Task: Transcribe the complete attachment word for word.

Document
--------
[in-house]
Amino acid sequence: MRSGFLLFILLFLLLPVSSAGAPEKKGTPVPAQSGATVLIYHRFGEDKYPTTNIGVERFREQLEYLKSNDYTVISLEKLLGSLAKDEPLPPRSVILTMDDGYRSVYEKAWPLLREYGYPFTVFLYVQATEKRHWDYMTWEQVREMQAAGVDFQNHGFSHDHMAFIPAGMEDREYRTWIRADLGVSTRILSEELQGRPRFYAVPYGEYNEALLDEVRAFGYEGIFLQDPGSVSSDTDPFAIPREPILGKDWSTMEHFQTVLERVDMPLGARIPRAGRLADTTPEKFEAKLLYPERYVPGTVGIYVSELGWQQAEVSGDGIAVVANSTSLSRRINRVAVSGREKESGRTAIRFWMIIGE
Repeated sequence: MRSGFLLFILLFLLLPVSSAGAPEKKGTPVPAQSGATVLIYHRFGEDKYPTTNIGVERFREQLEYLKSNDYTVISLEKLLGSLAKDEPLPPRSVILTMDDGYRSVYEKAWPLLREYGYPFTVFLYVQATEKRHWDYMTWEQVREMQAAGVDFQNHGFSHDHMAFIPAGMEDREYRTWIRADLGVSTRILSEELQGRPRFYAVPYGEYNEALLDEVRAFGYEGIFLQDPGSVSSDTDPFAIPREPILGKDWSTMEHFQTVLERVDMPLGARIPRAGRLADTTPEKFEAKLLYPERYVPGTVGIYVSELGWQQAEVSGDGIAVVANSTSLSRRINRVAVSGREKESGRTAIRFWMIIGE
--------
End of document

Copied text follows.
[in-house]
Amino acid sequence: MRSGFLLFILLFLLLPVSSAGAPEKKGTPVPAQSGATVLIYHRFGEDKYPTTNIGVERFREQLEYLKSNDYTVISLEKLLGSLAKDEPLPPRSVILTMDDGYRSVYEKAWPLLREYGYPFTVFLYVQATEKRHWDYMTWEQVREMQAAGVDFQNHGFSHDHMAFIPAGMEDREYRTWIRADLGVSTRILSEELQGRPRFYAVPYGEYNEALLDEVRAFGYEGIFLQDPGSVSSDTDPFAIPREPILGKDWSTMEHFQTVLERVDMPLGARIPRAGRLADTTPEKFEAKLLYPERYVPGTVGIYVSELGWQQAEVSGDGIAVVANSTSLSRRINRVAVSGREKESGRTAIRFWMIIGE
Repeated sequence: MRSGFLLFILLFLLLPVSSAGAPEKKGTPVPAQSGATVLIYHRFGEDKYPTTNIGVERFREQLEYLKSNDYTVISLEKLLGSLAKDEPLPPRSVILTMDDGYRSVYEKAWPLLREYGYPFTVFLYVQATEKRHWDYMTWEQVREMQAAGVDFQNHGFSHDHMAFIPAGMEDREYRTWIRADLGVSTRILSEELQGRPRFYAVPYGEYNEALLDEVRAFGYEGIFLQDPGSVSSDTDPFAIPREPILGKDWSTMEHFQTVLERVDMPLGARIPRAGRLADTTPEKFEAKLLYPERYVPGTVGIYVSELGWQQAEVSGDGIAVVANSTSLSRRINRVAVSGREKESGRTAIRFWMIIGE